LUCEA, Hanover — The Hanover Infirmary is to get a new matron's quarters.
The revelation was made by Local Government and Community Development Minister Desmond McKenzie on Thursday during a tour of a therapeutic park built at the facility. The $5-million park, which consists of a gazebo and a fountain, is to be commissioned during Local Government Month in November. That has been tied to the promised matron's quarters.
"When I come to commission the therapeutic park in November, I will be breaking grounds for the construction of a matron's quarters as well," stated McKenzie.
He was unable to indicate the estimated cost as the project has not yet been through the procurement process.
"The bill of quantity is just being completed. The drawings have been done and as soon as the bill of quantity comes in, once we get that, the funds will be released to the Ministry of Local Government," McKenzie told the Jamaica Observer.
The minister said the therapeutic park is considered to be in the top two parks that have been established so far across the island and he credited it for enhancing the infirmary by providing a space for patients to unwind.
"The therapeutic park has offered a lot to the infirmity. It is uplifting. It gives them a space where they can sit, relax, and enjoy themselves. And, if you look at it, what was put there, believe me, it is a haven within the space that they are coming from," he said.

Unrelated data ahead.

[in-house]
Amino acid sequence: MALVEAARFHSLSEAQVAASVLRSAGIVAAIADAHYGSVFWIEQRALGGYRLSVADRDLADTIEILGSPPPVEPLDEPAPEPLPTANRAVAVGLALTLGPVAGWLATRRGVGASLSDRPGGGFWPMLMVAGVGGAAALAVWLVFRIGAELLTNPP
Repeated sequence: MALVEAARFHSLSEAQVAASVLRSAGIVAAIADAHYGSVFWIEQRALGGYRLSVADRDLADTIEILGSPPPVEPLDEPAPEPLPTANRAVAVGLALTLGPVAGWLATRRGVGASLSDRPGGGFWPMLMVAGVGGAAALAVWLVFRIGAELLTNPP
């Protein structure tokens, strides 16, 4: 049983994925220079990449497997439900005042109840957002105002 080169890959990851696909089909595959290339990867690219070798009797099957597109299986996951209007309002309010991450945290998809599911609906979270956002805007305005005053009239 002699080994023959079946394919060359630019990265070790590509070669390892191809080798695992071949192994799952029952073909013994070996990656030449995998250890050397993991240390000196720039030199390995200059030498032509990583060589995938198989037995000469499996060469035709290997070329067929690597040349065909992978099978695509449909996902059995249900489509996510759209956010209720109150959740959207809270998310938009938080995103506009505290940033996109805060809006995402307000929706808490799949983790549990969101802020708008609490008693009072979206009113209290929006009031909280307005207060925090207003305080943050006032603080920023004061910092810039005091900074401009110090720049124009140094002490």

While McKenzie is impressed with the facility in Hanover, which he said is well run and one of the best-kept of the 13 infirmaries and two golden age homes across the country, he noted that 99 per cent of infirmaries across the island "are in top shape".
The minister said this is a result of significant investment by the Government since it first took office seven years ago.
"Almost all of them are new constructions that have taken place since 2016. Nobody can challenge or question what we have been doing in our infirmaries since 2016," he said.
He explained that the idea of a therapeutic park came out of a new thrust towards inclusiveness, which began in St Elizabeth.
"That was where the first therapeutic park was established and it worked in St Elizabeth. And we have extended that right across the length and breadth of Jamaica," stated McKenzie, who noted that the project started before the COVID-19 pandemic in March of 2020.
So far, therapeutic parks have been installed at six infirmaries and one golden age home.
"Denham Town will not be included; because of the size of Denham Town, it would not be included. But the remaining infirmaries are taking shape," stated McKenzie.